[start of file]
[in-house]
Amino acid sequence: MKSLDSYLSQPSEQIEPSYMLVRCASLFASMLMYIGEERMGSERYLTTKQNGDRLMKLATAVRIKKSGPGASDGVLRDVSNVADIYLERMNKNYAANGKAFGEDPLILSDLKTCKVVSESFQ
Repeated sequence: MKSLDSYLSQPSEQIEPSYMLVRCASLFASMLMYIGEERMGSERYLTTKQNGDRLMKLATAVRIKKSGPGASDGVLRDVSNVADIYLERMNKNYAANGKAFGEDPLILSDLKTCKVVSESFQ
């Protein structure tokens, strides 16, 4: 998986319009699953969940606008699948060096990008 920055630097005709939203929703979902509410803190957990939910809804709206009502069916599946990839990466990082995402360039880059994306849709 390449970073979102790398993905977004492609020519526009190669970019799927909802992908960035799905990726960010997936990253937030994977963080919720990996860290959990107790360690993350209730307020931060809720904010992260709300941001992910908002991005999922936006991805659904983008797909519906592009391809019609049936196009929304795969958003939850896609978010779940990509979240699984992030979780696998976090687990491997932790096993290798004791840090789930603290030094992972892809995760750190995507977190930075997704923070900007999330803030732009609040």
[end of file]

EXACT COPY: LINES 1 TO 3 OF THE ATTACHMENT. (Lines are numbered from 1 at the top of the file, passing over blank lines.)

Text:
[in-house]
Amino acid sequence: MKSLDSYLSQPSEQIEPSYMLVRCASLFASMLMYIGEERMGSERYLTTKQNGDRLMKLATAVRIKKSGPGASDGVLRDVSNVADIYLERMNKNYAANGKAFGEDPLILSDLKTCKVVSESFQ
Repeated sequence: MKSLDSYLSQPSEQIEPSYMLVRCASLFASMLMYIGEERMGSERYLTTKQNGDRLMKLATAVRIKKSGPGASDGVLRDVSNVADIYLERMNKNYAANGKAFGEDPLILSDLKTCKVVSESFQ